Does Twitter Really Have a Free Speech Problem?

One big problem with Musk’s understanding of free speech laws

Jakub Ferencik
6 min readApr 28, 2022


We’ve all heard of Elon Musk’s recent purchase of Twitter. And some of us have even suffered through the interview TED released with Musk recently where he was announcing that purchase.

On Twitter, many on the center-right are hoping for brighter days for free speech. “This is the end of shadow-banning,” they claim. “This is the end of censorship.” Despite the fact that these hopes ignore that all views (no matter political persuasion) have been and will be censored, they also rely on one major false claim about Twitter’s “free speech problem”: it is impossible to universalize free speech laws for a platform with users with different national free speech laws.

Photo by Souvik Banerjee on Unsplash

I used to be a bigger fan of Musk, but I am finding him increasingly incoherent. It is enough to watch any one interview with Musk to realize that he speaks in the abstract. When listening to his views, your imagination has to do much of the work.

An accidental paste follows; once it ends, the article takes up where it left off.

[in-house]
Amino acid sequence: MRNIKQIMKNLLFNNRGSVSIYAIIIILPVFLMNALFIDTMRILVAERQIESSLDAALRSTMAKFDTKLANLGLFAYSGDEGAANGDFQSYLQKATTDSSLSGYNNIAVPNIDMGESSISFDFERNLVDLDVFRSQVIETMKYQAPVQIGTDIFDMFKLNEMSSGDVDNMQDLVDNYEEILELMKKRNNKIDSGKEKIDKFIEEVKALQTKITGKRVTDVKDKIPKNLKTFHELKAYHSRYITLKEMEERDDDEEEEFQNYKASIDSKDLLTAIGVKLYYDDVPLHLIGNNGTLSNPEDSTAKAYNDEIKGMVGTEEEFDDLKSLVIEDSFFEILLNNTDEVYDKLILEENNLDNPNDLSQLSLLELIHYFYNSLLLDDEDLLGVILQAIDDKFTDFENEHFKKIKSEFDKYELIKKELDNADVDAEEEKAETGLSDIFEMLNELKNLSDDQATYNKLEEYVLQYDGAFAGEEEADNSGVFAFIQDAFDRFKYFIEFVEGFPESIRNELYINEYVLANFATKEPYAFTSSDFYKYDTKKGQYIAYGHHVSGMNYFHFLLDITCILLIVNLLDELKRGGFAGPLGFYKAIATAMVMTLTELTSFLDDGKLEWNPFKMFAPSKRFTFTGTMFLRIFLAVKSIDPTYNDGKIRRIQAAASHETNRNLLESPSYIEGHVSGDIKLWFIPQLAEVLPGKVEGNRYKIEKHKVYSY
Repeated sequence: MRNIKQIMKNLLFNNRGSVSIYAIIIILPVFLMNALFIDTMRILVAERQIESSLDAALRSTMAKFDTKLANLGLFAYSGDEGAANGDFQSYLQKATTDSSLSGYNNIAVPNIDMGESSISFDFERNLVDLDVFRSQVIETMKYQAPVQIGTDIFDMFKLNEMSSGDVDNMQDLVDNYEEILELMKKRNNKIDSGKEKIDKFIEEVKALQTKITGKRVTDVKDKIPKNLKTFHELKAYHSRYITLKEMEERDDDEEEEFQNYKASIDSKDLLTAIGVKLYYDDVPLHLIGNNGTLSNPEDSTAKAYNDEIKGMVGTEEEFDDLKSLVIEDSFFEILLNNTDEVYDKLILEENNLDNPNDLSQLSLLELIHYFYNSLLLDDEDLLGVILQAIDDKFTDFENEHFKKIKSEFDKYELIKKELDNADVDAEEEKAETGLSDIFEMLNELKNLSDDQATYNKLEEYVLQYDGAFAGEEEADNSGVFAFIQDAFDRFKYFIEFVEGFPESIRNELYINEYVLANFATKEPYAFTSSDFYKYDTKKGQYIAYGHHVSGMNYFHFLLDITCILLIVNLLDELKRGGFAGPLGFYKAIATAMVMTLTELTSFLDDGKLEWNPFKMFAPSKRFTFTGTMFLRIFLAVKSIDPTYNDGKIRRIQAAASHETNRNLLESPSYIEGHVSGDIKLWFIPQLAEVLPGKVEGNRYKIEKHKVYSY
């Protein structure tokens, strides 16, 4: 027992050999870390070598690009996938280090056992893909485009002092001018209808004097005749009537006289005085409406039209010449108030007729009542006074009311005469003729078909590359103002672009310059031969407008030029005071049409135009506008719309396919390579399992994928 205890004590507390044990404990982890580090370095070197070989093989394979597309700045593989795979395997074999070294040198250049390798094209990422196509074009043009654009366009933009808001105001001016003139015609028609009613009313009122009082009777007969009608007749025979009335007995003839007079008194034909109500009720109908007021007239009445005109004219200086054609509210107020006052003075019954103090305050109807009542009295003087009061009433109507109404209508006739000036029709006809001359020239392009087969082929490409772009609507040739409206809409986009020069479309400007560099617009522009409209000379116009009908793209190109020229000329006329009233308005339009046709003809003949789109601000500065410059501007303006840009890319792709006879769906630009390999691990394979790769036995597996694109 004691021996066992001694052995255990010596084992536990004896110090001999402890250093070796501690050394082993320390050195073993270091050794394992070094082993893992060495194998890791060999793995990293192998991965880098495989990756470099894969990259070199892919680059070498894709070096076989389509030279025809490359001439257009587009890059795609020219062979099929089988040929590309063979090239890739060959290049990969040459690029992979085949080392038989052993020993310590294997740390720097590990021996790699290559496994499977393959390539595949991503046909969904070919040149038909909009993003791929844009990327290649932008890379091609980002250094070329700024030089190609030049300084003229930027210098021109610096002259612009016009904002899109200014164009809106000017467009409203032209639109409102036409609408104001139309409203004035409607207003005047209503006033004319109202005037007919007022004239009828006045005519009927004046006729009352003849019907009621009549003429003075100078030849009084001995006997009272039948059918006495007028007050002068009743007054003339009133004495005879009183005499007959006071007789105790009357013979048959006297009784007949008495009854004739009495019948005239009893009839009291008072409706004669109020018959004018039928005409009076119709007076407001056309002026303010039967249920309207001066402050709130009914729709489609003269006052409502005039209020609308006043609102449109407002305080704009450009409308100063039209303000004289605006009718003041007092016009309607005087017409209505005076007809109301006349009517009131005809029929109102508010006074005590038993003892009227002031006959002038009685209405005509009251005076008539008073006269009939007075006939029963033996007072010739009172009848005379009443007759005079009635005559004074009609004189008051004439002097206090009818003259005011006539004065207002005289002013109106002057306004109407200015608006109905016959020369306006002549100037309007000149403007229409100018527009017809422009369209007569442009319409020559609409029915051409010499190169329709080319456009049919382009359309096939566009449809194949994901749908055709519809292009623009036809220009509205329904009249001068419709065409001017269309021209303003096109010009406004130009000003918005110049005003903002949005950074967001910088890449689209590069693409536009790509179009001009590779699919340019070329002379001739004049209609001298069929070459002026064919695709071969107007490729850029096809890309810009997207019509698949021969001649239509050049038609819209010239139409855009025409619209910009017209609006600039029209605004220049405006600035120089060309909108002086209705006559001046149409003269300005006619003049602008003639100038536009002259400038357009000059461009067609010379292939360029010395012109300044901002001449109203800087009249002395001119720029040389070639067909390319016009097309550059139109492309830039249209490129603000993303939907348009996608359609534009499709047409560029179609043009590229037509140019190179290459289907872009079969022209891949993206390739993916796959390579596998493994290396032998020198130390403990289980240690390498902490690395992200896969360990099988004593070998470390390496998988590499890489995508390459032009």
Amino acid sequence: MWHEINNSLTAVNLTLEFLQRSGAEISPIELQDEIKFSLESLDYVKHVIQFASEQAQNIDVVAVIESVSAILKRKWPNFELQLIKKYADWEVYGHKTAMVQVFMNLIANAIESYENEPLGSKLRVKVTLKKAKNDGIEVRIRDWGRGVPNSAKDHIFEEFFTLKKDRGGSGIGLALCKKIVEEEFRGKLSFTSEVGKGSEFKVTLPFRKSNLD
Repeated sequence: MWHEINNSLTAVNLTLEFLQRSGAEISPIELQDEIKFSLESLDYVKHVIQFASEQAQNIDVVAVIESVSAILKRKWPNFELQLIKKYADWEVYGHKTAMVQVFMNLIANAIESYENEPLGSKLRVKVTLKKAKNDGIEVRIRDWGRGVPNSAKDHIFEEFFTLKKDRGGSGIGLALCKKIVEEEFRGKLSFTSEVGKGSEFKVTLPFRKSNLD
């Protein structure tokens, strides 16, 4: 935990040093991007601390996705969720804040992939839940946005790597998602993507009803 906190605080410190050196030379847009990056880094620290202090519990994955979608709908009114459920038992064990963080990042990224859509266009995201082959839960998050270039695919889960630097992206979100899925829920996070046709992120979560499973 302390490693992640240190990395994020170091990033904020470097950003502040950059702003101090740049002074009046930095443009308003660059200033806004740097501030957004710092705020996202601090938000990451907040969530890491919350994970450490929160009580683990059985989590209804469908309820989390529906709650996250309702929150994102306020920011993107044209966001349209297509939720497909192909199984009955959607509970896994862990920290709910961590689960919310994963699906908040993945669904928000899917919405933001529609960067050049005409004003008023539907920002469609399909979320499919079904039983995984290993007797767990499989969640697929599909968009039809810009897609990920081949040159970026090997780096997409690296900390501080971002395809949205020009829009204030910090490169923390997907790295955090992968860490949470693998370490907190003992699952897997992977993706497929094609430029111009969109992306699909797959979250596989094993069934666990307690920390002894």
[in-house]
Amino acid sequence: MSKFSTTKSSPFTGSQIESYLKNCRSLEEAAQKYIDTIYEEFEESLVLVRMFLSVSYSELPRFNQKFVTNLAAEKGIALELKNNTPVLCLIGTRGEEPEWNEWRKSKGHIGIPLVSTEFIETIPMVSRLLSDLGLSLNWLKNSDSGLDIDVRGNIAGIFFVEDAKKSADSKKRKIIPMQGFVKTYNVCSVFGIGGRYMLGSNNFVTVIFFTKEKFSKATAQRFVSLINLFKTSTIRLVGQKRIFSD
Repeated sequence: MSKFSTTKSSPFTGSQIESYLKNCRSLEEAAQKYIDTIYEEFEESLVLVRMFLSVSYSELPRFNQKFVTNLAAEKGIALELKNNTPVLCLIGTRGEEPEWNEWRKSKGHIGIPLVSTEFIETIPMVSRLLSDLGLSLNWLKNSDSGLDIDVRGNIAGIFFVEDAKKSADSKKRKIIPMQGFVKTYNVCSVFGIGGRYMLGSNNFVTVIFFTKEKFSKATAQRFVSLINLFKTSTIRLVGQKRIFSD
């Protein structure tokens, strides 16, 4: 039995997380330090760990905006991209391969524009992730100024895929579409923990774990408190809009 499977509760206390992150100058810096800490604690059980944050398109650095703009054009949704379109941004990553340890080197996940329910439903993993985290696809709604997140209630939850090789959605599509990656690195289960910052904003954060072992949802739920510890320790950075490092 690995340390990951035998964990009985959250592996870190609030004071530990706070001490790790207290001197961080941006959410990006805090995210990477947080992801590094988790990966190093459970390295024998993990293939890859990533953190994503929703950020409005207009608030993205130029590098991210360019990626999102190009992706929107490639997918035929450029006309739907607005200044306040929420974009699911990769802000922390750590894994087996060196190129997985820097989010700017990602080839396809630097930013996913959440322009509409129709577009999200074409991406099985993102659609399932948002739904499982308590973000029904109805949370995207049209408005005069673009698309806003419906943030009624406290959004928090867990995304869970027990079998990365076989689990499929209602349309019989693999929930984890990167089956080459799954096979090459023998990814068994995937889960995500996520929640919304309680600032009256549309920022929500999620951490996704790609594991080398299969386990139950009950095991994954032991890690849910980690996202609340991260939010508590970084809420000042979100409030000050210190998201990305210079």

That is not to say that Musk is not a highly successful businessman or that he doesn’t deserve, at least some of his success. He built PayPal, sold it, made a lot of money, and now he owns Neuralink, Tesla, SpaceEx, and (now) Twitter. Clearly, he’s doing something right.

In society, however, we tend to take these tech-mogul billionaires too seriously and grant them too much credit. They are good at making money. And the path to making money is usually done by exploiting others. It is also concerning that billionaires, who have every reason to, at least, preserve their wealth to upkeep their lifestyles, influence the state of our elections and progression of democracy, as was clear from Mark Zuckerberg’s influence on Donald Trump’s election in 2016, in the United States.

So, why did Musk buy Twitter, in the first place?

When defending his purchase of Twitter, Musk said that he did it primarily to defend free speech. Well, that is an expensive ordeal for a company that has for the last decade only had a net income for two consecutive years (2018–19).

I am not necessarily putting Musk’s personal intentions to defend free speech on Twitter



Jakub Ferencik

Author of “Up in the Air” & “Beyond Reason” available on AMAZON | MA McGill Uni | Research assistant for EUROPEUM Prague | 700+ blog posts with 1+ mil. views